Perry also recounted a conversation he had with former president George W. Bush in July, around the time that the media began speculating about a possible Perry candidacy. “He said, ‘You’ll do what’s right,’ ” Perry recounted of his conversation with the former president and former Texas governor. “He said you don’t want to wake up when you’re 70 and go, ‘I wish I had tried that. I wish I had done that.’ ”

Part of Perry’s success in a race to which he has arrived late will depend on funding from super PACs. These entities, created after the Supreme Court case often referred to as Citizens United, are expected to play a large role in the 2012 presidential race.

The Make Us Great Again effort backing Perry has signed up a team of prominent consultants, including Sacramento-based fundraiser Tony Russo, legal counsel Cleta Mitchell and the GOP advertising firm Jamestown Associates. It has also added staff that includes executive director Scott Rials and senior adviser Barry Bennett, who are both close to top Perry adviser David Carney.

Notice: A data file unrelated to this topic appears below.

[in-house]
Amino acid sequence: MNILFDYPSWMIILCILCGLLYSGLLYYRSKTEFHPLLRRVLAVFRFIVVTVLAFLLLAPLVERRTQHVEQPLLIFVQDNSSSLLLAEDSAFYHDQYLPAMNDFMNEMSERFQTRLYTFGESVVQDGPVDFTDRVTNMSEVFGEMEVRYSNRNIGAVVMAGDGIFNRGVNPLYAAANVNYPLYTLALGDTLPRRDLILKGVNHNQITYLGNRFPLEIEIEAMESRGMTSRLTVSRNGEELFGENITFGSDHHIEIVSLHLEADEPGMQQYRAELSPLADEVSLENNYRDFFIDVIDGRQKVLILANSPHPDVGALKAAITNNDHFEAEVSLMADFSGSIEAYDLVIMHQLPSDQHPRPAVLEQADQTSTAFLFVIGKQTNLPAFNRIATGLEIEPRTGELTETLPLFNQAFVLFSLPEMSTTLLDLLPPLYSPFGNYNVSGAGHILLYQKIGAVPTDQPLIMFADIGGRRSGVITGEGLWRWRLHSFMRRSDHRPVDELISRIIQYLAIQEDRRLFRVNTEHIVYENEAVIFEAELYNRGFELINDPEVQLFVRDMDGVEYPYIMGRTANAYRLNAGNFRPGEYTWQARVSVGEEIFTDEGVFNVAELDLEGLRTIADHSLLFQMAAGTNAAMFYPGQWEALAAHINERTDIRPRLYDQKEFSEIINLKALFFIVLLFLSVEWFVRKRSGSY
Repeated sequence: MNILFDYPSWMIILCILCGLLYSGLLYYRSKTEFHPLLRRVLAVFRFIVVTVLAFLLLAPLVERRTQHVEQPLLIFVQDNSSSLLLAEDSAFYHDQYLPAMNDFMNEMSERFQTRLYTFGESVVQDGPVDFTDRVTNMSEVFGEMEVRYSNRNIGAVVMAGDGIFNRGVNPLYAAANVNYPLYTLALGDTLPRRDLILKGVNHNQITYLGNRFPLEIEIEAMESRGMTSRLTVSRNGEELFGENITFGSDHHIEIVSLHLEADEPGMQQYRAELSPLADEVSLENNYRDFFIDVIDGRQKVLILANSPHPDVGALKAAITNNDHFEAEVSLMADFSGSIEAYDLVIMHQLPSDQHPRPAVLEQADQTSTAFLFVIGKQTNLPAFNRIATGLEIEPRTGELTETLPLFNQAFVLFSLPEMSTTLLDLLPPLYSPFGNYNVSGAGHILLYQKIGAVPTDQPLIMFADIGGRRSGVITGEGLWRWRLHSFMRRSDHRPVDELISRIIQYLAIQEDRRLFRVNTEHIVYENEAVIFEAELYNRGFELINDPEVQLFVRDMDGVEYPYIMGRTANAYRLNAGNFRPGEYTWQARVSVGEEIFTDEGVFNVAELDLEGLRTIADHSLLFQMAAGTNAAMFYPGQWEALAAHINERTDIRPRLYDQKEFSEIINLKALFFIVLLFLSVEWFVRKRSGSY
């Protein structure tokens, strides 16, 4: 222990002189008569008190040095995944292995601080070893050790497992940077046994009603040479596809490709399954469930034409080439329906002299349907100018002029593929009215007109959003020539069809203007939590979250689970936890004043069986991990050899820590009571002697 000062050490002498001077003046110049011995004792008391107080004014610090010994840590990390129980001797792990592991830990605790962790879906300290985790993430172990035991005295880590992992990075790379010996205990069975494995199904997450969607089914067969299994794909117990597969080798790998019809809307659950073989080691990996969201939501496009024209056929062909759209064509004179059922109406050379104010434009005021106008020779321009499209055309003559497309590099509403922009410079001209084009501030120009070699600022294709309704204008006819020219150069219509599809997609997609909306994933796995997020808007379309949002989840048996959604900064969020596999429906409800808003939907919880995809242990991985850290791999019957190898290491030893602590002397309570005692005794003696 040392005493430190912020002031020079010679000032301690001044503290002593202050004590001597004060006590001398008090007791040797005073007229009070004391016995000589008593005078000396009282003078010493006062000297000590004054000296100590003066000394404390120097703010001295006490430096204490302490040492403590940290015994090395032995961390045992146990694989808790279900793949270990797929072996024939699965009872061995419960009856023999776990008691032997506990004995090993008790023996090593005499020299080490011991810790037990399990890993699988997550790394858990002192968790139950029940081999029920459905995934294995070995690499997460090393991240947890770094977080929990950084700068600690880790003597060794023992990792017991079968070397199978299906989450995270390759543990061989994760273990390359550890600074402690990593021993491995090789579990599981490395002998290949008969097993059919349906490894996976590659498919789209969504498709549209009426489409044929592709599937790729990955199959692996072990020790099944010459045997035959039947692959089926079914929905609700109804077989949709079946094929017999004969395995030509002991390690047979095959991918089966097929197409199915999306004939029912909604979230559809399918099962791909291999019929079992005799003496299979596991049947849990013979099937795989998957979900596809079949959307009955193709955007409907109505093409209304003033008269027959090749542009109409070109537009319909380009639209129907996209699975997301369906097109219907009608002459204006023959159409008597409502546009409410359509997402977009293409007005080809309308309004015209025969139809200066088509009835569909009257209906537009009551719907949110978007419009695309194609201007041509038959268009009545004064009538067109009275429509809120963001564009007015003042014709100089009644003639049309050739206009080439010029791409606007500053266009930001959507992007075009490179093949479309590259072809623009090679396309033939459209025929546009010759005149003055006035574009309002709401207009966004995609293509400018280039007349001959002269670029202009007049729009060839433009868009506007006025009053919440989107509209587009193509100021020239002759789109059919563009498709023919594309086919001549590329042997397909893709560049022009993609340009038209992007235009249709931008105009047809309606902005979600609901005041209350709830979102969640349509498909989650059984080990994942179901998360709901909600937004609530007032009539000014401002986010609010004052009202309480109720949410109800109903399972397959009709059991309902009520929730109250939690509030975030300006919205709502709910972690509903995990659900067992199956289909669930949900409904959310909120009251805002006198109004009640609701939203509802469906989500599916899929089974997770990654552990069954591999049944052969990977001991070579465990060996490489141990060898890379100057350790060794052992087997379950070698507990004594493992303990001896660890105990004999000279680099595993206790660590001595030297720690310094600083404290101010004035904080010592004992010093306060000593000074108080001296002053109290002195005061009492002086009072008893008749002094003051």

The group surfaced this week in an e-mail from former Perry chief of staff Mike Toomey and supporter Brint Ryan, who will work with Russo to lead Perry’s fundraising operation. It is one of seven super PACs that have been launched on behalf of Perry’s nascent campaign, but organizers say they expect this PAC to be easily the biggest.

The e-mail from Toomey to potential donors that went public earlier this week quoted Toomey as saying donors should “avoid any other group claiming to be ‘the’ pro-Perry independent effort.”

Another former Perry aide, Dan Shelley, has launched two super PACs – Veterans for Rick Perry and the Jobs for Vets Fund. Americans for Rick Perry, which Blakemore and Wiedemann had been involved in, has been active early in Iowa.

The new effort aims to be the second major super PAC supporting a top GOP presidential campaign. Former Massaschusetts governor Mitt Romney’s supporters have also formed a super PAC, Restore Our Future, which raised $12 million in the first half of 2012.

Karen Tumulty contributed to this story.

More on PostPolitics

Romney: “Corporations are people”

Elizabeth Warren considering a Senate bid

Bachmann’s debt ceiling baloney